“We would do well to avoid an election, both for cost and the divisiveness of another forum for Golden State to continue the tactics that they have done thus far and clearly will continue throughout this entire process,” said Claremont resident Anne Turner.
A couple residents, however, were uncomfortable with having five people make the sole decision on such a large, controversial topic as the purchase of the water system. While Mayor Joe Lyons was vocal in his preference to not go with an election, he conceded to the council’s will, which was to leave the final decision to the people.
“I believe there will be acrimony no matter what we do,” Mayor Pro Tem Corey Calaycay said. “But I do believe…any issue [on the acquisition] should go to the vote of the people.”
Council water action trickles forward
While advancing with financing options, the Claremont City Council unanimously opted to postpone the adoption of a final report evaluating the environmental impacts of a water system purchase for two weeks.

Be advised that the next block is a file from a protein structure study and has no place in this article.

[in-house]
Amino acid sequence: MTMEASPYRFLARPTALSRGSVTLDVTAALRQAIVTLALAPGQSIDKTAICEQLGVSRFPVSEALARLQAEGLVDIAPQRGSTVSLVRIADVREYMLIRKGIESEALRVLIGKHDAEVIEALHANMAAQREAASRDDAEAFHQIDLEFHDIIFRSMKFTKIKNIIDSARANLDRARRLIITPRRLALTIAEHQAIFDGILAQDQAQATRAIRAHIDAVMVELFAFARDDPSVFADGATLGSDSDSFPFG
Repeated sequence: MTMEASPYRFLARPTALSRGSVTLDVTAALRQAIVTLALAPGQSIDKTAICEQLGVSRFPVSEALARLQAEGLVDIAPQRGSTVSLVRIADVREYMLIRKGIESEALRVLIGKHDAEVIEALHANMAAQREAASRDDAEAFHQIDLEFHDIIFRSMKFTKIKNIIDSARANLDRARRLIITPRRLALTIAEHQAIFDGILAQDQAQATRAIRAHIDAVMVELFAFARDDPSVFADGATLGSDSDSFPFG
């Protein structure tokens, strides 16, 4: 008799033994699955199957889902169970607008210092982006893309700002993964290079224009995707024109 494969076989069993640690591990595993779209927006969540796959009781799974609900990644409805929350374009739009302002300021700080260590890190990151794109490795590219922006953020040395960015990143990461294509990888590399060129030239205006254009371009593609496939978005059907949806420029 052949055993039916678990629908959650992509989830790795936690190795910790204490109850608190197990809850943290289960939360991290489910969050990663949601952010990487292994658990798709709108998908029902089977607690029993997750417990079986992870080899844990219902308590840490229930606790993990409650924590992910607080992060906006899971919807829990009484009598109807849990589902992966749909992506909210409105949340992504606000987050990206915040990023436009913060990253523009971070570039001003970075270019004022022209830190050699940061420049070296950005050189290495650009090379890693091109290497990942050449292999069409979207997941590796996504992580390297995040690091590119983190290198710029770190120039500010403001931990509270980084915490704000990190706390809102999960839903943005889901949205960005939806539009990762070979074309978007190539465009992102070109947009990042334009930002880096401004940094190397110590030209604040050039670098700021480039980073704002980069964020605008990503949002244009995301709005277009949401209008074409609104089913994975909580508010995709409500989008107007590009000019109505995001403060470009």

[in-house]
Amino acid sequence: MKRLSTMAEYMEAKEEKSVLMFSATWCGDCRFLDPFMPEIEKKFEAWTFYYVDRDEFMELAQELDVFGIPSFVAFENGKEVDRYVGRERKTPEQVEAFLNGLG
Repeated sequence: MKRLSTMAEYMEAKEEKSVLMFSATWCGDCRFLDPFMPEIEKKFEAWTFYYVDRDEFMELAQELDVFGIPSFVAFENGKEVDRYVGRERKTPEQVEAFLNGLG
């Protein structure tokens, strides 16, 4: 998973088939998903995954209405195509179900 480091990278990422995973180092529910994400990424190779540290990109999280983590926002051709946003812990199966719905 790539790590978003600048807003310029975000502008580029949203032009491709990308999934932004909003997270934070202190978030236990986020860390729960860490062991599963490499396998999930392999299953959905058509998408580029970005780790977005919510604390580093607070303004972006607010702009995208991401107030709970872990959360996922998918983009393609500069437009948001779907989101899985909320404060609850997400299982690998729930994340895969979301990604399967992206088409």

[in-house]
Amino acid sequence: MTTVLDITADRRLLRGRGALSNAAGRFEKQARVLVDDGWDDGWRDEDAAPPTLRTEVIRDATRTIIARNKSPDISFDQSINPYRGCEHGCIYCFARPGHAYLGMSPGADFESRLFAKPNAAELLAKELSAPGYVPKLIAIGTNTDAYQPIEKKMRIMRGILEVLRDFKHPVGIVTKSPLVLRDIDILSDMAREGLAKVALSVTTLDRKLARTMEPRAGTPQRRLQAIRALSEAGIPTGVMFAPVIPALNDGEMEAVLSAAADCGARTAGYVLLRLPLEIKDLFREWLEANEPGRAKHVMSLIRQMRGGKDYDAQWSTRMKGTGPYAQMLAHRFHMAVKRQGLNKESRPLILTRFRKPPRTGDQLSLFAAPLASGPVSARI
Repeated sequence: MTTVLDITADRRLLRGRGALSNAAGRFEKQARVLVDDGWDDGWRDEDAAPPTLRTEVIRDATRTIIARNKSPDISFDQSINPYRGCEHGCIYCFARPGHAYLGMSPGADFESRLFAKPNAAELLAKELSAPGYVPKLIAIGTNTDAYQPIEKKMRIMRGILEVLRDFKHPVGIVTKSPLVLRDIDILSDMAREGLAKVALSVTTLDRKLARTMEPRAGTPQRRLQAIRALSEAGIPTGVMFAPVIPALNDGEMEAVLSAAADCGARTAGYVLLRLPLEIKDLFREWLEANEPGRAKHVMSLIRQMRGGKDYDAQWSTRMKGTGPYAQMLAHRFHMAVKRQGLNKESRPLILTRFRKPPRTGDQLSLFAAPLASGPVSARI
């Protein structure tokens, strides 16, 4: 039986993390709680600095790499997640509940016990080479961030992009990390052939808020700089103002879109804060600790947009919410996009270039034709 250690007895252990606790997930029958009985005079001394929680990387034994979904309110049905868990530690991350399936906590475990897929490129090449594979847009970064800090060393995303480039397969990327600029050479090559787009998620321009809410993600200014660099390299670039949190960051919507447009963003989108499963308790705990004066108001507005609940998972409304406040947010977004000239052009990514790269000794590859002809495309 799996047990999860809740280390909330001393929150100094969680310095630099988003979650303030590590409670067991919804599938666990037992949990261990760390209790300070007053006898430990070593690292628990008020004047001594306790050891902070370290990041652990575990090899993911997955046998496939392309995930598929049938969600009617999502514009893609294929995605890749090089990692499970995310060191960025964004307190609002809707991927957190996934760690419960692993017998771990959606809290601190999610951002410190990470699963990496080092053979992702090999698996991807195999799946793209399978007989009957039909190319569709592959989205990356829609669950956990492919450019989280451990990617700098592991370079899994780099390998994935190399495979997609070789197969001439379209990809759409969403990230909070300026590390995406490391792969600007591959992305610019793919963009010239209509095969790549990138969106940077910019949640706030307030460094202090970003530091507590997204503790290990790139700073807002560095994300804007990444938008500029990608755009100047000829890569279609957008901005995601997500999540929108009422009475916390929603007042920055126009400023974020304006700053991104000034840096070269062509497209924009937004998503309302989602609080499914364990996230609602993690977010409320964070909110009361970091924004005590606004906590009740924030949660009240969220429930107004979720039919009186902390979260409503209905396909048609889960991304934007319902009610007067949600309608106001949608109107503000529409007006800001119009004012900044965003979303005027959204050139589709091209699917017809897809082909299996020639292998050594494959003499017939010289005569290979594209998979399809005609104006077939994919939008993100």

The recommendation to delay the final decision was made by City Attorney Sonia Carvalho, who said she wanted to give the city’s legal team time to address any additional questions on the report.
At the town hall in November, city officials approved the use of $350,000 in city funds to prep financial and legal documents needed for the potential purchase of Claremont’s water system, including the environmental report. While it was not determined that the potential water system purchase would have a significant impact on the environment, the city made the choice to move forward with a more extensive review process “to show the city’s due diligence,” said Michelle Ouellette, an environmental law attorney hired by the city of Claremont.